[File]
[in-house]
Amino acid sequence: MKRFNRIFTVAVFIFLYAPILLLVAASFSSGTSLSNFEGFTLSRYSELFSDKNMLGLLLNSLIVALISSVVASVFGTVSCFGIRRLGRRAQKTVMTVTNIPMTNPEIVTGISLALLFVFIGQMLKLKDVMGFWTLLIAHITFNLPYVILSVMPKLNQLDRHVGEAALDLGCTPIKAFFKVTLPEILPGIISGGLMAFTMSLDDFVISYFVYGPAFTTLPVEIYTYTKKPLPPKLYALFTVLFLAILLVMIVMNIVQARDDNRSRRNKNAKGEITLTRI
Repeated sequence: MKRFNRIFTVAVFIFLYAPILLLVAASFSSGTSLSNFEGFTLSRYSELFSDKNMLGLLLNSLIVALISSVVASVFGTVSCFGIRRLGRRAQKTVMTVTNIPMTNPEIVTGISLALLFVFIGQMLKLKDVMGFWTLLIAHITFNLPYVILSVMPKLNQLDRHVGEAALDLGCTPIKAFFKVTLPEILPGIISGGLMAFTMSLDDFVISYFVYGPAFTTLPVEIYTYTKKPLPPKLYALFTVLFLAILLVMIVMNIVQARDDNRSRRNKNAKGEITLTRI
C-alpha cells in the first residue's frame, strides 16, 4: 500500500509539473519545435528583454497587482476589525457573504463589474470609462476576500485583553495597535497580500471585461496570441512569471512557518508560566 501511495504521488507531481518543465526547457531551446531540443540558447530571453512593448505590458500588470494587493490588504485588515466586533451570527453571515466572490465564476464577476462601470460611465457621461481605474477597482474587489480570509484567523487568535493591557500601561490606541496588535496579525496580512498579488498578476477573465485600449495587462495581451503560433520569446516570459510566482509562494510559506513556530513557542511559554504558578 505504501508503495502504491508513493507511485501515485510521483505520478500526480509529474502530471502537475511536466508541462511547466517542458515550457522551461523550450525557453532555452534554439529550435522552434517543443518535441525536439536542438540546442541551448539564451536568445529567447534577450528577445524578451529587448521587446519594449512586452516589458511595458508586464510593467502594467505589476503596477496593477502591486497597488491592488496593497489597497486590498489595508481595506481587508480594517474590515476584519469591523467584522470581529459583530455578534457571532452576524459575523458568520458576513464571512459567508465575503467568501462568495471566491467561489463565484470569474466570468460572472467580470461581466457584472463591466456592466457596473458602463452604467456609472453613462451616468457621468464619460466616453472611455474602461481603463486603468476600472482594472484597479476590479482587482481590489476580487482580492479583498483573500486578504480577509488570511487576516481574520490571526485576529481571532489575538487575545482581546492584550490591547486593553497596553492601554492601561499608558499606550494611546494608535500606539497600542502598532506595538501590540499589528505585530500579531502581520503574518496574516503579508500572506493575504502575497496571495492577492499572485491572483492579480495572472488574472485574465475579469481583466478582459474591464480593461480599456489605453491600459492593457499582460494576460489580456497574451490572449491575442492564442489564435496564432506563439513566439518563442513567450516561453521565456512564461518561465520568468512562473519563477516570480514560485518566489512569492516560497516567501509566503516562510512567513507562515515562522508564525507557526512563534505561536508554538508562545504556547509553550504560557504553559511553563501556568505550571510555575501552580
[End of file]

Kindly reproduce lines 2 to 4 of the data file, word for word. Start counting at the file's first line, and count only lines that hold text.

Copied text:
Amino acid sequence: MKRFNRIFTVAVFIFLYAPILLLVAASFSSGTSLSNFEGFTLSRYSELFSDKNMLGLLLNSLIVALISSVVASVFGTVSCFGIRRLGRRAQKTVMTVTNIPMTNPEIVTGISLALLFVFIGQMLKLKDVMGFWTLLIAHITFNLPYVILSVMPKLNQLDRHVGEAALDLGCTPIKAFFKVTLPEILPGIISGGLMAFTMSLDDFVISYFVYGPAFTTLPVEIYTYTKKPLPPKLYALFTVLFLAILLVMIVMNIVQARDDNRSRRNKNAKGEITLTRI
Repeated sequence: MKRFNRIFTVAVFIFLYAPILLLVAASFSSGTSLSNFEGFTLSRYSELFSDKNMLGLLLNSLIVALISSVVASVFGTVSCFGIRRLGRRAQKTVMTVTNIPMTNPEIVTGISLALLFVFIGQMLKLKDVMGFWTLLIAHITFNLPYVILSVMPKLNQLDRHVGEAALDLGCTPIKAFFKVTLPEILPGIISGGLMAFTMSLDDFVISYFVYGPAFTTLPVEIYTYTKKPLPPKLYALFTVLFLAILLVMIVMNIVQARDDNRSRRNKNAKGEITLTRI
C-alpha cells in the first residue's frame, strides 16, 4: 500500500509539473519545435528583454497587482476589525457573504463589474470609462476576500485583553495597535497580500471585461496570441512569471512557518508560566 501511495504521488507531481518543465526547457531551446531540443540558447530571453512593448505590458500588470494587493490588504485588515466586533451570527453571515466572490465564476464577476462601470460611465457621461481605474477597482474587489480570509484567523487568535493591557500601561490606541496588535496579525496580512498579488498578476477573465485600449495587462495581451503560433520569446516570459510566482509562494510559506513556530513557542511559554504558578 505504501508503495502504491508513493507511485501515485510521483505520478500526480509529474502530471502537475511536466508541462511547466517542458515550457522551461523550450525557453532555452534554439529550435522552434517543443518535441525536439536542438540546442541551448539564451536568445529567447534577450528577445524578451529587448521587446519594449512586452516589458511595458508586464510593467502594467505589476503596477496593477502591486497597488491592488496593497489597497486590498489595508481595506481587508480594517474590515476584519469591523467584522470581529459583530455578534457571532452576524459575523458568520458576513464571512459567508465575503467568501462568495471566491467561489463565484470569474466570468460572472467580470461581466457584472463591466456592466457596473458602463452604467456609472453613462451616468457621468464619460466616453472611455474602461481603463486603468476600472482594472484597479476590479482587482481590489476580487482580492479583498483573500486578504480577509488570511487576516481574520490571526485576529481571532489575538487575545482581546492584550490591547486593553497596553492601554492601561499608558499606550494611546494608535500606539497600542502598532506595538501590540499589528505585530500579531502581520503574518496574516503579508500572506493575504502575497496571495492577492499572485491572483492579480495572472488574472485574465475579469481583466478582459474591464480593461480599456489605453491600459492593457499582460494576460489580456497574451490572449491575442492564442489564435496564432506563439513566439518563442513567450516561453521565456512564461518561465520568468512562473519563477516570480514560485518566489512569492516560497516567501509566503516562510512567513507562515515562522508564525507557526512563534505561536508554538508562545504556547509553550504560557504553559511553563501556568505550571510555575501552580